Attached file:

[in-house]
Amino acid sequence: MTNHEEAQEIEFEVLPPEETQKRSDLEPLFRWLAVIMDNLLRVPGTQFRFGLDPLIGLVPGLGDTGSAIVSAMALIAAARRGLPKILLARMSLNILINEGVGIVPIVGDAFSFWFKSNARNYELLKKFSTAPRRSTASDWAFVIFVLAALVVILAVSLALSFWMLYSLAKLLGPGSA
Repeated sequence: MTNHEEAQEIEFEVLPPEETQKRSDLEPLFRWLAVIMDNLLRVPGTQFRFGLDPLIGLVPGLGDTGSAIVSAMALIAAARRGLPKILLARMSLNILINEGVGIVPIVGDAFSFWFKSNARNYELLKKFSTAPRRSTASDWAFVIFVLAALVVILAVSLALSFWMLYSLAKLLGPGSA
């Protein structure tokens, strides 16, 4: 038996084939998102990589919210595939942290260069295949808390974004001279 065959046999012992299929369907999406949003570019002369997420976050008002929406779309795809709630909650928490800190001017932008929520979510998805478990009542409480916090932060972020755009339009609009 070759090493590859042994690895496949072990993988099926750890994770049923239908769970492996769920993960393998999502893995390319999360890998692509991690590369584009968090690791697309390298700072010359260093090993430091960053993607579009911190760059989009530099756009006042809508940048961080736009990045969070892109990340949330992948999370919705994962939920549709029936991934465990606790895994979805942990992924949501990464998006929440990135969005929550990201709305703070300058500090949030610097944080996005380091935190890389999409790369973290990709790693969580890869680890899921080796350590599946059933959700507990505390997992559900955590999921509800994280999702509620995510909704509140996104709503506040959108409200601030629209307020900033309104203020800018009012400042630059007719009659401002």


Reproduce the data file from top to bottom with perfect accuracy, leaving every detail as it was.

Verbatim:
[in-house]
Amino acid sequence: MTNHEEAQEIEFEVLPPEETQKRSDLEPLFRWLAVIMDNLLRVPGTQFRFGLDPLIGLVPGLGDTGSAIVSAMALIAAARRGLPKILLARMSLNILINEGVGIVPIVGDAFSFWFKSNARNYELLKKFSTAPRRSTASDWAFVIFVLAALVVILAVSLALSFWMLYSLAKLLGPGSA
Repeated sequence: MTNHEEAQEIEFEVLPPEETQKRSDLEPLFRWLAVIMDNLLRVPGTQFRFGLDPLIGLVPGLGDTGSAIVSAMALIAAARRGLPKILLARMSLNILINEGVGIVPIVGDAFSFWFKSNARNYELLKKFSTAPRRSTASDWAFVIFVLAALVVILAVSLALSFWMLYSLAKLLGPGSA
């Protein structure tokens, strides 16, 4: 038996084939998102990589919210595939942290260069295949808390974004001279 065959046999012992299929369907999406949003570019002369997420976050008002929406779309795809709630909650928490800190001017932008929520979510998805478990009542409480916090932060972020755009339009609009 070759090493590859042994690895496949072990993988099926750890994770049923239908769970492996769920993960393998999502893995390319999360890998692509991690590369584009968090690791697309390298700072010359260093090993430091960053993607579009911190760059989009530099756009006042809508940048961080736009990045969070892109990340949330992948999370919705994962939920549709029936991934465990606790895994979805942990992924949501990464998006929440990135969005929550990201709305703070300058500090949030610097944080996005380091935190890389999409790369973290990709790693969580890869680890899921080796350590599946059933959700507990505390997992559900955590999921509800994280999702509620995510909704509140996104709503506040959108409200601030629209307020900033309104203020800018009012400042630059007719009659401002």